Despite frequent reports on the presence of Blastocystis hominis in human intestinal tract, its pathogenicity remains a matter of intense debate. These discrepancies may be due to the varying pathogenic potential or virulence of the isolates studied. The present study represents the first to investigate both phenotypic and genotypic characteristics of B. hominis obtained from symptomatic and asymptomatic individuals. Symptomatic isolates had a significantly greater size range and lower growth rate in Jones' medium than asymptomatic isolates. The parasite cells of symptomatic isolates exhibited rougher surface topography and greater binding affinity to Canavalia ensiformis (ConA) and Helix pomatia (HPA). The present study also identifies further phenotypic characteristics, which aided in differentiating the pathogenic forms from the non-pathogenic forms of B. hominis. Blastocystis subtype 3 was found to be correlated well with the disease.
Giardia duodenalis is an intestinal parasite that causes diarrhoea and malabsorption in children. The parasite also infects AIDS patients with a weak immune system. A study was carried out on six local isolates of Giardia duodenalis (110, 7304, 6304, M007, 2002 and 6307) from faeces of Orang Asli patients admitted to the Gombak Hospital. WB, a reference pathogenic strain from human and G. muris from a wild mouse, were commercially obtained from the American Type Culture Collection (ATCC). All the isolates were cultured axenically in TYI-S-33 medium. Two sets of primers were used for the techniques: primers LP1 and RP1 and primers LP2 and RP2. The sets of primers amplified giardine gene of 171 bp and 218 bp in sizes respectively. The study showed that the two sets of primers could detect G. duodenalis to the genus and species level specifically.
Dried Anopheles farauti mosquitos caught in Solomon Islands in 1990 were examined for malaria sporozoites by ELISA and nested polymerase chain reaction (PCR). Only heads and thoraces were used. Plasmodium genus-specific nested PCR amplifications were carried out on all samples. Of the 402 pools of mosquitos that were processed, 30 were positive for malaria. Nest 1 products of positive samples were subjected to further PCR amplifications with species-specific primers for P. falciparum and P. vivax. Twenty pools were positive for P. vivax by PCR while only 7 were positive by ELISA. For P. falciparum 2 pools were positive by both ELISA and PCR, and one of these was a pool which was positive for P. vivax by PCR and ELISA. Thus the sensitivity of PCR for P. vivax was 100% while the specificity was 96.7%. For P. falciparum the sensitivity and specificity were 100%. The PCR technique is highly sensitive and can be used on dried mosquitos which makes it a valuable tool for determining sporozoite rates of mosquitos, even in remote areas.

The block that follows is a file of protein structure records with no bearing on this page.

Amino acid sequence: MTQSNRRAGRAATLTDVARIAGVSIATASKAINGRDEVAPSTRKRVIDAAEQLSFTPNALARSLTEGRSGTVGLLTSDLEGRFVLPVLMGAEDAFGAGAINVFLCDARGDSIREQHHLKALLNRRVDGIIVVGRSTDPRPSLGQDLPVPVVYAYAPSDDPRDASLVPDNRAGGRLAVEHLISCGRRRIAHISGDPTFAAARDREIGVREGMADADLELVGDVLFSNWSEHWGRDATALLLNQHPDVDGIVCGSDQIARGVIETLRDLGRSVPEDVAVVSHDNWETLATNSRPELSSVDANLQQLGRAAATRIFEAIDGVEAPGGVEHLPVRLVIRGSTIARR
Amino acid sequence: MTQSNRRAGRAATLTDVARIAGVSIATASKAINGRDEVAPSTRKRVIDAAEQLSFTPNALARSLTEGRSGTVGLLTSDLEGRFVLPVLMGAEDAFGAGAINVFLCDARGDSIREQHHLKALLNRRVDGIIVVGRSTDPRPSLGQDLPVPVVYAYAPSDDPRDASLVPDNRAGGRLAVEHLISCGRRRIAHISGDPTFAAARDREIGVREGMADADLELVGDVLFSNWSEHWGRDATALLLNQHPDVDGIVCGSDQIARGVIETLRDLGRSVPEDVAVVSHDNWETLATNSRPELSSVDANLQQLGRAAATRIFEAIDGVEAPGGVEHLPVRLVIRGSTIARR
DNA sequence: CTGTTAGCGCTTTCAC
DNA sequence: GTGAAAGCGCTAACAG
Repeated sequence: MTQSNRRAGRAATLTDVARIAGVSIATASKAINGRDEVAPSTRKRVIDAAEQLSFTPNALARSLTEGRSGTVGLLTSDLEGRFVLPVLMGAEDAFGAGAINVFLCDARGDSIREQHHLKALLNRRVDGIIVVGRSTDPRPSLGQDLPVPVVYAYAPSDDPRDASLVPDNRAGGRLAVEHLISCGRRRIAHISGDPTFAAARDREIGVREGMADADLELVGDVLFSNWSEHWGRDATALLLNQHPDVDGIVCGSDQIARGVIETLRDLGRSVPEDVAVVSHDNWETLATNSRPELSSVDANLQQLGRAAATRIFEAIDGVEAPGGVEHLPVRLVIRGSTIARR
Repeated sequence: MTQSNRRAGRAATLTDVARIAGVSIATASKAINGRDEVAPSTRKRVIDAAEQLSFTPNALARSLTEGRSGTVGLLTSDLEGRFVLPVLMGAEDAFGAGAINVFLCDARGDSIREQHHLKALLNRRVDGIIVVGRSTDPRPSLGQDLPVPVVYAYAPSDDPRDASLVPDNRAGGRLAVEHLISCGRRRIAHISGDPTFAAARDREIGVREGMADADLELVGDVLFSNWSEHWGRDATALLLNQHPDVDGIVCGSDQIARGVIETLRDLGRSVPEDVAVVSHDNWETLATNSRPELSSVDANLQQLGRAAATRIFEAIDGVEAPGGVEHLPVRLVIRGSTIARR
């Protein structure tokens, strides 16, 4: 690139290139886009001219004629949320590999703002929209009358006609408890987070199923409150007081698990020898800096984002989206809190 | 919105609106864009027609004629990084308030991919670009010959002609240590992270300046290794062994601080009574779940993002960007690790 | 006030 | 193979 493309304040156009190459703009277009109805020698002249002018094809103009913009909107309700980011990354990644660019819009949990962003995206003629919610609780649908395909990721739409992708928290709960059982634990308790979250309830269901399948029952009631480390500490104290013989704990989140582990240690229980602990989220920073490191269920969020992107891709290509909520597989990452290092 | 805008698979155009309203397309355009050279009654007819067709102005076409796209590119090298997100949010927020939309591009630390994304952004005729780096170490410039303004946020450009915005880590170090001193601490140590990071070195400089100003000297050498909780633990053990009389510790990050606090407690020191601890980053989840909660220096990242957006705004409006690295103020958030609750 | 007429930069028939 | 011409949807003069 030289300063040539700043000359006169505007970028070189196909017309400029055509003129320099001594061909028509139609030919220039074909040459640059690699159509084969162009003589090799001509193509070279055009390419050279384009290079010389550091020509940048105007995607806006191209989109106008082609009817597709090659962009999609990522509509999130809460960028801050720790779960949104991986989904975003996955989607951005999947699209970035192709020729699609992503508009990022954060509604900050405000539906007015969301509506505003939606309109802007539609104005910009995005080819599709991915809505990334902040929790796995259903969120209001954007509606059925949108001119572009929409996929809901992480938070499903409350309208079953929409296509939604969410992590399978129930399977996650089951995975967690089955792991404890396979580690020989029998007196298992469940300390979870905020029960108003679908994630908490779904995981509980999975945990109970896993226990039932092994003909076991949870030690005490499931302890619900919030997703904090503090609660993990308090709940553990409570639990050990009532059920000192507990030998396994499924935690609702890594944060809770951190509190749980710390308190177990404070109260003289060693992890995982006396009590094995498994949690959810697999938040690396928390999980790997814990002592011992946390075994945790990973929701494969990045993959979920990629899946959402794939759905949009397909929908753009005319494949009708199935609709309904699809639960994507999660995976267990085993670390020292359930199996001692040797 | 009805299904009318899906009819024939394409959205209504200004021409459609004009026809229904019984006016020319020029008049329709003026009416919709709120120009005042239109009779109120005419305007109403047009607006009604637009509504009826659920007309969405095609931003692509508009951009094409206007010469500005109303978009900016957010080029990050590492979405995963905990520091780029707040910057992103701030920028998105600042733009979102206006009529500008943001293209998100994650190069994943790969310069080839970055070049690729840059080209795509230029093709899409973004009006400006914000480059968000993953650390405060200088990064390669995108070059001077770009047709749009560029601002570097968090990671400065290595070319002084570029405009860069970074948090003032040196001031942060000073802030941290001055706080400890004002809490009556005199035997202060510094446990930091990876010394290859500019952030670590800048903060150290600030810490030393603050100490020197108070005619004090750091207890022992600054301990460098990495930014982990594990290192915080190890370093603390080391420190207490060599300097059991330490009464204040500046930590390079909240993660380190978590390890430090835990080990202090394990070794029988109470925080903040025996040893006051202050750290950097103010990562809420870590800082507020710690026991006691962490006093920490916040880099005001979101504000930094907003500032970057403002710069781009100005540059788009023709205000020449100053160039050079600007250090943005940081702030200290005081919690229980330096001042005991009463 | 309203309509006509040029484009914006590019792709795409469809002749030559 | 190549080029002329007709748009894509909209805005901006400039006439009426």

One of the most important routes of transmission for Toxoplasma gondii infection is the ingestion of foods contaminated with cat feces containing sporulated oocysts. The diagnosis of T. gondii infection by fecal microscopy is complicated, as other similar coccidian oocysts are often present in the same fecal specimen. This study aimed to identify T. gondii oocysts in cat feces using a novel PCR technique. Feline fecal specimens (n = 254) were screened for coccidian oocysts by light microscopy using the Sheather's flotation method. PCR analysis performed on the same specimens targeted a 529 bp repeat element and internal transcribed spacer-1 (ITS-1) regions were used to confirm the presence of Toxoplasma oocysts. By light microscopy, 49/254 (19.3%) of specimens contained coccidian oocysts. PCR analysis demonstrated 2/254 (0.8%) and 17/254 (6.7%) positive results using Tox and ITS-1 primers, respectively. However, coccidian oocysts were not identified on microscopic examination of specimens that were PCR-positive by Tox primers. Coccidian oocysts were identified on microscopic examination of 6/17 (35.3%) of the PCR-positive fecal specimens using ITS-1 primers. The BLAST results of 16 ITS-1 sequences were identified as T. gondii (n = 12; 4.7%) and Hammondia hammondi (n = 4; 1.6%). There was slight agreement between the 529 bp and ITS-1 PCR results (κ = 0.148). This is the first report of the detection of Toxoplasma oocysts using PCR analysis on feline fecal specimens from Southern Thailand. The ITS-1 region has potential as an alternative marker to identify T. gondii oocysts in feline fecal specimens.